I take the last post back. At least somewhat.
The implication — at least in my mind — is that the writer is the sole caretaker of this fictional “reality”. I’ve realized over the past couple of days that this isn’t entirely true. Although a novel’s reality can’t exist without the writer, it also can’t exist without the reader. This is an extremely important point, I think, especially if you subscribe to the view that reading is an active rather than passive activity. (And I do.)
I believe this. Yes, the writer writes or creates a world. But the reader interprets that world in a way that makes sense to him or her. Especially in this day and age — instead of 25 Dickensian pages about a mountain view, today’s minimalist writer simply suggests the peak, the valley, and the picnic table the characters are sitting at, and the reader fills in the rest.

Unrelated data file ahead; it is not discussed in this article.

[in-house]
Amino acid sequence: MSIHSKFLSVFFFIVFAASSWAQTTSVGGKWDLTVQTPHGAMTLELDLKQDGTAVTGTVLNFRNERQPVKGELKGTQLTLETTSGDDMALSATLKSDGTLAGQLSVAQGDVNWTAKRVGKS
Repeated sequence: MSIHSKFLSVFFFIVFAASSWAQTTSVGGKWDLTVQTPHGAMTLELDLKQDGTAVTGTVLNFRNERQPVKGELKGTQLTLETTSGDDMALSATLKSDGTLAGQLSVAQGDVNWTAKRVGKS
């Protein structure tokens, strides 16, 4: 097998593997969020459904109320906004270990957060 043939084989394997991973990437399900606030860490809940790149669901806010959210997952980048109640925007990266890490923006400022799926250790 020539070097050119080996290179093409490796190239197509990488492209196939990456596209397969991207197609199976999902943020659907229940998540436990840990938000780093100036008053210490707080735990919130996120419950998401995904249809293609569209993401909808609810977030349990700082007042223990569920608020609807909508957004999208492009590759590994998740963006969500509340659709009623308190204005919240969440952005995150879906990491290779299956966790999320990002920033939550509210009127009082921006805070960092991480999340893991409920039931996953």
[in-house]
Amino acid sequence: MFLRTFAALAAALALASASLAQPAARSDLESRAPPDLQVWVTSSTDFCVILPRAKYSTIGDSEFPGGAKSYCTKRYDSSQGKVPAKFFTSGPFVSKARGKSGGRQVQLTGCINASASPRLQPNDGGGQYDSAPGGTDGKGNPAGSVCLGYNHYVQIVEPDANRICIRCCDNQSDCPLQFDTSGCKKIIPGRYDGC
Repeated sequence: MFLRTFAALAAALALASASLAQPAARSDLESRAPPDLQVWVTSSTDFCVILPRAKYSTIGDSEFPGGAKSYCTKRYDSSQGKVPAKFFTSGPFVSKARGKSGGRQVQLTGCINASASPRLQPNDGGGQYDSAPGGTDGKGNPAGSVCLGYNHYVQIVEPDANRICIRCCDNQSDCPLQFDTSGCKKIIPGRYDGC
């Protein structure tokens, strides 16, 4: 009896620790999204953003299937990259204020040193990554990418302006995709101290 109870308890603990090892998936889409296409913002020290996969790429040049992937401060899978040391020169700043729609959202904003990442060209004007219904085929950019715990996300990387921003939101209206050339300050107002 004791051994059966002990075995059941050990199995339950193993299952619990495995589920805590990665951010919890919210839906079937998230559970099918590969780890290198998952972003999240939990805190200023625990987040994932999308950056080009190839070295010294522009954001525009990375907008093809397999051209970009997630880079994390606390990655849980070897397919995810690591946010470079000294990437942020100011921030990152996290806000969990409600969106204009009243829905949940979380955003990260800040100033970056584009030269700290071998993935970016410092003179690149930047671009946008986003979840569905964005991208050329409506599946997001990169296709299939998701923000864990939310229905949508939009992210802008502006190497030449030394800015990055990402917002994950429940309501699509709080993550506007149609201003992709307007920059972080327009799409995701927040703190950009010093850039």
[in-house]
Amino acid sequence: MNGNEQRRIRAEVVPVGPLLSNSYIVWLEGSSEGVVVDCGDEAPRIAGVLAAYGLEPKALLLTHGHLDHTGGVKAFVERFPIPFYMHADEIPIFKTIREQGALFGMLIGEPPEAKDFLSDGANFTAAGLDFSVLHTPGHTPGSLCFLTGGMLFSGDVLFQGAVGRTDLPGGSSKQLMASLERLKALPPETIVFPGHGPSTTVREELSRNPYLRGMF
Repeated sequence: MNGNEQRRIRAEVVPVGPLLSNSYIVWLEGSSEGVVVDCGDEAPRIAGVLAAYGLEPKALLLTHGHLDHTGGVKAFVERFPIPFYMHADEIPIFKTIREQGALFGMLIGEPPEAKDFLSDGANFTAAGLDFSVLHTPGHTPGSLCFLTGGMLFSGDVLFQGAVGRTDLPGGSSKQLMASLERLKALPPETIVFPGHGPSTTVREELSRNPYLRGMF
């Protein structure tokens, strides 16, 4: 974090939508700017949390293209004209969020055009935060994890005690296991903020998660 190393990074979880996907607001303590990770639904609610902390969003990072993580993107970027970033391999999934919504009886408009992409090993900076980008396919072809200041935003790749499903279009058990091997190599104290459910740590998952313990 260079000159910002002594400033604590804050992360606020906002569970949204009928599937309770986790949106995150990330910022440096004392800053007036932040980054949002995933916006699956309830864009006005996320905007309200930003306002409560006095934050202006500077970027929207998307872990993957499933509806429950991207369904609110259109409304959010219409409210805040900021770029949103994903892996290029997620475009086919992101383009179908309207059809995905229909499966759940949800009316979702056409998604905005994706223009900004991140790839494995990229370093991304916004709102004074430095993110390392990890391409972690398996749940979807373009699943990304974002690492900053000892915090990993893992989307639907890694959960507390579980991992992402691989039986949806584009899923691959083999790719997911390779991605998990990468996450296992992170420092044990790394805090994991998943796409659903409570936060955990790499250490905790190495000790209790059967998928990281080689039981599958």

But that doesn’t take the pressure off the writer — in fact, I think it puts even more pressure. You have even fewer words now to suggest the scene and mood and characterization, so you have to do it subtly and precisely. And if scene plays heavily in the plot at that particular moment, you need to choose your words with great care if you are going to get your own vision firmly thorned into the reader’s imagined landscape.
It doesn’t have to be a handicap though — at least I don’t take it that way. In fact it’s a great benefit knowing that with some carefully chosen hydraulic touches, you can get your reader to do most of the heavy lifting in exactly the direction you want them to do it with as few words as possible.
That’s the theory, anyway.